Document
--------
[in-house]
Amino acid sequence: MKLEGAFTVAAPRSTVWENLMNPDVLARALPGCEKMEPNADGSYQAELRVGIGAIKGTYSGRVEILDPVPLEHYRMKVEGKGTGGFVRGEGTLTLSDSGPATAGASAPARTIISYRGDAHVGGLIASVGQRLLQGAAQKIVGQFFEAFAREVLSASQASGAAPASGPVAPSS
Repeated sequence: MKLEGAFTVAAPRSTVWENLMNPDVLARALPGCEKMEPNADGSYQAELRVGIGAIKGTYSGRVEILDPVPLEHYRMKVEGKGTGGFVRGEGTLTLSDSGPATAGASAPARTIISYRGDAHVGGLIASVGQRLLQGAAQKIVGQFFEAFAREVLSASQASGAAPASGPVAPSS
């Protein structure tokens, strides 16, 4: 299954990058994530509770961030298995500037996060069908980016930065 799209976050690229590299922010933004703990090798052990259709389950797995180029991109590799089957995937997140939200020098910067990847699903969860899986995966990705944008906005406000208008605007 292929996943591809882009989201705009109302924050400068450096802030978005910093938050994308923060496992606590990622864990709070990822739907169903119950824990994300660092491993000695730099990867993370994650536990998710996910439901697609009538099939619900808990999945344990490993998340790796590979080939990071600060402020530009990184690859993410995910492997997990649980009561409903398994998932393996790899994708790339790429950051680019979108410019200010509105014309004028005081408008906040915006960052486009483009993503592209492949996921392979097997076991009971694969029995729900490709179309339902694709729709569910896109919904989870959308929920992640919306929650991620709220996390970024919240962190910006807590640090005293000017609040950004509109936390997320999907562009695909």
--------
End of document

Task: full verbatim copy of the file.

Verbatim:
[in-house]
Amino acid sequence: MKLEGAFTVAAPRSTVWENLMNPDVLARALPGCEKMEPNADGSYQAELRVGIGAIKGTYSGRVEILDPVPLEHYRMKVEGKGTGGFVRGEGTLTLSDSGPATAGASAPARTIISYRGDAHVGGLIASVGQRLLQGAAQKIVGQFFEAFAREVLSASQASGAAPASGPVAPSS
Repeated sequence: MKLEGAFTVAAPRSTVWENLMNPDVLARALPGCEKMEPNADGSYQAELRVGIGAIKGTYSGRVEILDPVPLEHYRMKVEGKGTGGFVRGEGTLTLSDSGPATAGASAPARTIISYRGDAHVGGLIASVGQRLLQGAAQKIVGQFFEAFAREVLSASQASGAAPASGPVAPSS
């Protein structure tokens, strides 16, 4: 299954990058994530509770961030298995500037996060069908980016930065 799209976050690229590299922010933004703990090798052990259709389950797995180029991109590799089957995937997140939200020098910067990847699903969860899986995966990705944008906005406000208008605007 292929996943591809882009989201705009109302924050400068450096802030978005910093938050994308923060496992606590990622864990709070990822739907169903119950824990994300660092491993000695730099990867993370994650536990998710996910439901697609009538099939619900808990999945344990490993998340790796590979080939990071600060402020530009990184690859993410995910492997997990649980009561409903398994998932393996790899994708790339790429950051680019979108410019200010509105014309004028005081408008906040915006960052486009483009993503592209492949996921392979097997076991009971694969029995729900490709179309339902694709729709569910896109919904989870959308929920992640919306929650991620709220996390970024919240962190910006807590640090005293000017609040950004509109936390997320999907562009695909």